According to a recent report, BlackBerry will not discontinue operations in Pakistan as it had pledged last month over increased pressure from the government to gain access to its servers.
On Dec. 31, BlackBerry’s COO announced that the company would not leave the country as the government recently had dropped its request. The announcement was made on the tech company’s official blog.
BlackBerry planned to leave the country after the state had ordered it to provide a governmental agency ‘unfettered’ access to its servers designed for business customers.
Pakistani government was interested in monitoring traffic that goes in and out of the state by having access to e-mail and IM content of BlackBerry Enterprise Servers’ users. The Canadian tech company had 30 days to comply with the request, and the deadline was set for Dec. 30.
BlackBerry explained that the data generated by e-mail and instant messaging communications is routed via servers that are outside the country and rejected the request. In the recent announcement, the company thanked Pakistani authorities for accepting its decision of not providing unhindered access to its BES servers.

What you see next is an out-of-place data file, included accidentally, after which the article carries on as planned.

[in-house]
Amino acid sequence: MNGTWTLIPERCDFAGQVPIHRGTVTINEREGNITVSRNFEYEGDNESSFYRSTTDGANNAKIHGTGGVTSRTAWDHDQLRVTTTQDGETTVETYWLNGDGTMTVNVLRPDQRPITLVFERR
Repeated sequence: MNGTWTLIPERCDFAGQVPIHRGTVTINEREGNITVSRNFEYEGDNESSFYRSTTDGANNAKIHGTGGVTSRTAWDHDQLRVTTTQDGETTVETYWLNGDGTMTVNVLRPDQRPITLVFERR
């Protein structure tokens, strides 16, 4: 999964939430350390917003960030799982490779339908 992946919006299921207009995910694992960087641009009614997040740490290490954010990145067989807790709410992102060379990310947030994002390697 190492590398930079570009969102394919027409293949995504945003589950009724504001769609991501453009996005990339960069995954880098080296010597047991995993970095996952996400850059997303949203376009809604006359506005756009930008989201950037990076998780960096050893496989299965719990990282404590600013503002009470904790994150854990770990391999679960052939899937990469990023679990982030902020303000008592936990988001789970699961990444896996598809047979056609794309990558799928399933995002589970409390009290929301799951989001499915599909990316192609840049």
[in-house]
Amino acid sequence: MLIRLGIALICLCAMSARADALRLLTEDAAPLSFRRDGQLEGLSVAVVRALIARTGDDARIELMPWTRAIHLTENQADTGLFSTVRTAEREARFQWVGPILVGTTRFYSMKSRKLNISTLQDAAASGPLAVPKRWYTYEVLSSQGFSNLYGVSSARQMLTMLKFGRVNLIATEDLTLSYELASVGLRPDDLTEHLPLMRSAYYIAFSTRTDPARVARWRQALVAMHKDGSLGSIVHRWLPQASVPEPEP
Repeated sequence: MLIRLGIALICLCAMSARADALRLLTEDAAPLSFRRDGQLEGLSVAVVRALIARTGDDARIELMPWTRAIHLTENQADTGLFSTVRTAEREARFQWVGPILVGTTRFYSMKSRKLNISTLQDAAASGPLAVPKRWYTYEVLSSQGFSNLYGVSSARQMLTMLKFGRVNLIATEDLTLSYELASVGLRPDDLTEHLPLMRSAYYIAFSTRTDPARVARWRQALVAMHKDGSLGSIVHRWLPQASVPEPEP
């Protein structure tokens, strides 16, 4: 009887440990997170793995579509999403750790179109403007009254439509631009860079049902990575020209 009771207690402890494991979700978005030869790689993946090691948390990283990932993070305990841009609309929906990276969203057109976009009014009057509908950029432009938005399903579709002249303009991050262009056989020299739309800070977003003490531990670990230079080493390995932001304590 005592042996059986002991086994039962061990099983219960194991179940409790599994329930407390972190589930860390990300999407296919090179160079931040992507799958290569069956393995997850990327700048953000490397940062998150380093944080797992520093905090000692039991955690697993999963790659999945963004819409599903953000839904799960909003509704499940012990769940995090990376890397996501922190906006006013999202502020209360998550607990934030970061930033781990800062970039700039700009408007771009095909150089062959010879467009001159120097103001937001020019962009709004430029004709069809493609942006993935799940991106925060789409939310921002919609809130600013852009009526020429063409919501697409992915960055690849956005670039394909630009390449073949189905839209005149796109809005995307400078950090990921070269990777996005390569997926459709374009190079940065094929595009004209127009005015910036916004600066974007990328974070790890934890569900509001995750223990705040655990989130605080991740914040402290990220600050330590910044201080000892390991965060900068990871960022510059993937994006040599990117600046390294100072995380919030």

The government also requested that the Ontario-based company creates back doors in the servers’ encryption for the Pakistan Telecommunication Authority, but the firm declined to do that also.
Nevertheless, leaving Pakistan would have been a tough choice because BlackBerry currently strives to grab a larger slice of the international market. The company has based its business model on pledges of enhanced security and privacy for its clients through specialized software and hardware ever since its debut.
Its Priv smartphone, which is focused on providing better privacy than other devices on the market, was recently rolled out and it is expected to be released in 31 countries by the end of next month.
Yet, it is not the first time BlackBerry is caught in crossfire with a foreign government. Several other states including Saudi Arabia and India had requested full access to users’ communications from the Canadian firm. And several other have threatened to ban the company for refusing to hand over the requested data.
Governments cited various reasons, but the most popular was counter-terrorism. For instance, India wanted access to user data to find the terrorists behind the 2008 attack in its capital city, which had resulted in more than 160 deaths.
Nevertheless, recently BlackBery said that it would grant access to its servers but under some conditions. The company said that it would provide access only to its users’ metadata such as phone location and call date, if authorities had a court order.
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